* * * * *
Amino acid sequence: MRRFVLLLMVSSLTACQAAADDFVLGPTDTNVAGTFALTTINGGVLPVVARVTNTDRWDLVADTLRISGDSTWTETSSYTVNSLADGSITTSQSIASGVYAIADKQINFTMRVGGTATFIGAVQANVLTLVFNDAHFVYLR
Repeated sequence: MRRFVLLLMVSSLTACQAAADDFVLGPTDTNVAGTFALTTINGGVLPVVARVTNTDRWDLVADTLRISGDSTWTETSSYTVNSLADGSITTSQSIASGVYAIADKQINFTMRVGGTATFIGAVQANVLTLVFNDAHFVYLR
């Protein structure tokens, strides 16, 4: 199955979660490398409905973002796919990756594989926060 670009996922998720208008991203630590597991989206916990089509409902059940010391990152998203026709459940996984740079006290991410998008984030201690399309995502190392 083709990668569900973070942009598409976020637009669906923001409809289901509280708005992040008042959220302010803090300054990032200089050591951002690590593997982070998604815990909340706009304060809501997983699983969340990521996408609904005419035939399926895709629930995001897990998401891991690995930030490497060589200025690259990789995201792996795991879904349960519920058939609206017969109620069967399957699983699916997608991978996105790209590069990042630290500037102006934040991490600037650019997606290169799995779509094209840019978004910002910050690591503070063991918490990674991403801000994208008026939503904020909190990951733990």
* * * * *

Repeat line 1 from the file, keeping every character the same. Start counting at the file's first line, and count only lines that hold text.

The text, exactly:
Amino acid sequence: MRRFVLLLMVSSLTACQAAADDFVLGPTDTNVAGTFALTTINGGVLPVVARVTNTDRWDLVADTLRISGDSTWTETSSYTVNSLADGSITTSQSIASGVYAIADKQINFTMRVGGTATFIGAVQANVLTLVFNDAHFVYLR